Chicago’s 2022-23 iteration of the Doc Talk Show will kick off tomorrow with a special interview between renowned doc producer and mentor Gordon Quinn (PBS’s Independent Lens, Hoop Dreams) and producer-director Bob Hercules (Maya Angelou: And Still I Rise, 2016). Quinn will show clips from his personal Kartemquin films during the one-on-one interview, which will be followed by a larger discussion including some of Quinn’s other Mentees/filmmakers. Hercules’s film with Rita Coburn Whack, Maya Angelou: And Still I Rise, documenting the American Poet Laureate’s life, was an SDFF 2017 official selection.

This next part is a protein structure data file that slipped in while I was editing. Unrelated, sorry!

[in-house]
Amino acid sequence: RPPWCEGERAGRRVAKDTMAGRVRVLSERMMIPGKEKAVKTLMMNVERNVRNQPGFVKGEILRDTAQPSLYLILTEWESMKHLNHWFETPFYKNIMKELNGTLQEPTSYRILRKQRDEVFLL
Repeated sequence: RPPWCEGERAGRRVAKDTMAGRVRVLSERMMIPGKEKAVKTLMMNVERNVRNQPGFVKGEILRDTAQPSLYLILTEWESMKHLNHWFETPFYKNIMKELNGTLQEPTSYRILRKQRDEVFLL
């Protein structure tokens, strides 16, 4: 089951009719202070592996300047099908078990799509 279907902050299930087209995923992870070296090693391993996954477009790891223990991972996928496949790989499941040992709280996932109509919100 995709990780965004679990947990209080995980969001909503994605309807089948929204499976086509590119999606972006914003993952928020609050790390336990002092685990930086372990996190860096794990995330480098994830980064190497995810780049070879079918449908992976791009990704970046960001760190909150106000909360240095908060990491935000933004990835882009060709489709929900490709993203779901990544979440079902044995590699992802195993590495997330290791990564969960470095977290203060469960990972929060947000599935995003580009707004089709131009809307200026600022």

Bending The Arc (Pedro Kos and Kief Davidson, 2017) is on a recent Movieweb list of the best social justice docs on Netflix. The film, an SDFF 2018 official selection, documents the birth of Partners In Health, which began 30 years ago with the work of a group of extraordinary doctors and activists working to save lives in a Haitian village and became a battle in the halls of power for healthcare for all. The list includes a number of docs about racism and the fight for racial justice in America including Whose Streets? (Sabaah Folayan and Damon Davis, 2017), which examines how the police killing of teenager Mike Brown sparked the Black Lives Matter movement; I Am Not Your Negro (Raoul Peck 2016) an exploration of the history of racism in the U.S. through its civil rights leaders; and Ava DuVarnay’s iconic 13th (2016), which traces America’s mass incarceration of black men back to the 13th Amendment. Other entries, like David France’s The Death and Life of Marsha P. Johnson (2017) explore the intersection of racism, misogyny and anti-trans sentiment. The doc is an homage to Johnson that is framed by her murder and reflects on violence against transgender folks in the present day. The list also includes docs about the struggle for gender equity, bodily autonomy and representation. The entries are rounded out with the timely inclusion of Winter on Fire: Ukraine’s Fight For Freedom (Evgeny Afineevsky, 2015) about the 2013-14 Ukranian student demonstrations that supported European integration and grew to a revolutionary movement seeking the resignation of then-president Viktor Yanukovich.